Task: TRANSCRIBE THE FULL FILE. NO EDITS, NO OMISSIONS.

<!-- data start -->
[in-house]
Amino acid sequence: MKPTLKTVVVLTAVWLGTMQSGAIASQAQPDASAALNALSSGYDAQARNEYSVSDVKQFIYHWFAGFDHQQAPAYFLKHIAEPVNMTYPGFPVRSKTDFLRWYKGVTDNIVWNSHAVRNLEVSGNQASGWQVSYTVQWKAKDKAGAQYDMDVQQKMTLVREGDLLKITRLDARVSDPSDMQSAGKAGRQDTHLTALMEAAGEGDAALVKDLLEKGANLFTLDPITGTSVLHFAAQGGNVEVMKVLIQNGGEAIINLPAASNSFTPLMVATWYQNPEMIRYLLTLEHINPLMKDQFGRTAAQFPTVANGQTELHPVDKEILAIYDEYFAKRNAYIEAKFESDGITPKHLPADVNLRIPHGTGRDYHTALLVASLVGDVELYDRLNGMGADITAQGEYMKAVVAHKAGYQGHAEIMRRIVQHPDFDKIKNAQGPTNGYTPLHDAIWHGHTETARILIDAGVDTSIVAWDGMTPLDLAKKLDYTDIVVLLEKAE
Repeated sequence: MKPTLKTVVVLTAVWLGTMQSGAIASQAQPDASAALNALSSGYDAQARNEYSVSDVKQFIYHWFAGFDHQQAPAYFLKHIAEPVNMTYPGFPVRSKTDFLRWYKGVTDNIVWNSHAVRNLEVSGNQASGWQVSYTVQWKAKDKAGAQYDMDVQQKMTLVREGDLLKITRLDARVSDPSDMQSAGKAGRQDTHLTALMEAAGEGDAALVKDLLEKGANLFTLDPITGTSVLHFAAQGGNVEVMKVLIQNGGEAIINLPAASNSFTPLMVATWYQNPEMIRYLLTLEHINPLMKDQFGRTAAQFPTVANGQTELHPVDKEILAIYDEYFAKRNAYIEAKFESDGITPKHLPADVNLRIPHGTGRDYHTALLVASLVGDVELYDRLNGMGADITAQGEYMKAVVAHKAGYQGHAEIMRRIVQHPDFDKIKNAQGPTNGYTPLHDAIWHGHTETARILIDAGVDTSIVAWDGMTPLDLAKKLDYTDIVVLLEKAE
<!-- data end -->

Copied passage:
[in-house]
Amino acid sequence: MKPTLKTVVVLTAVWLGTMQSGAIASQAQPDASAALNALSSGYDAQARNEYSVSDVKQFIYHWFAGFDHQQAPAYFLKHIAEPVNMTYPGFPVRSKTDFLRWYKGVTDNIVWNSHAVRNLEVSGNQASGWQVSYTVQWKAKDKAGAQYDMDVQQKMTLVREGDLLKITRLDARVSDPSDMQSAGKAGRQDTHLTALMEAAGEGDAALVKDLLEKGANLFTLDPITGTSVLHFAAQGGNVEVMKVLIQNGGEAIINLPAASNSFTPLMVATWYQNPEMIRYLLTLEHINPLMKDQFGRTAAQFPTVANGQTELHPVDKEILAIYDEYFAKRNAYIEAKFESDGITPKHLPADVNLRIPHGTGRDYHTALLVASLVGDVELYDRLNGMGADITAQGEYMKAVVAHKAGYQGHAEIMRRIVQHPDFDKIKNAQGPTNGYTPLHDAIWHGHTETARILIDAGVDTSIVAWDGMTPLDLAKKLDYTDIVVLLEKAE
Repeated sequence: MKPTLKTVVVLTAVWLGTMQSGAIASQAQPDASAALNALSSGYDAQARNEYSVSDVKQFIYHWFAGFDHQQAPAYFLKHIAEPVNMTYPGFPVRSKTDFLRWYKGVTDNIVWNSHAVRNLEVSGNQASGWQVSYTVQWKAKDKAGAQYDMDVQQKMTLVREGDLLKITRLDARVSDPSDMQSAGKAGRQDTHLTALMEAAGEGDAALVKDLLEKGANLFTLDPITGTSVLHFAAQGGNVEVMKVLIQNGGEAIINLPAASNSFTPLMVATWYQNPEMIRYLLTLEHINPLMKDQFGRTAAQFPTVANGQTELHPVDKEILAIYDEYFAKRNAYIEAKFESDGITPKHLPADVNLRIPHGTGRDYHTALLVASLVGDVELYDRLNGMGADITAQGEYMKAVVAHKAGYQGHAEIMRRIVQHPDFDKIKNAQGPTNGYTPLHDAIWHGHTETARILIDAGVDTSIVAWDGMTPLDLAKKLDYTDIVVLLEKAE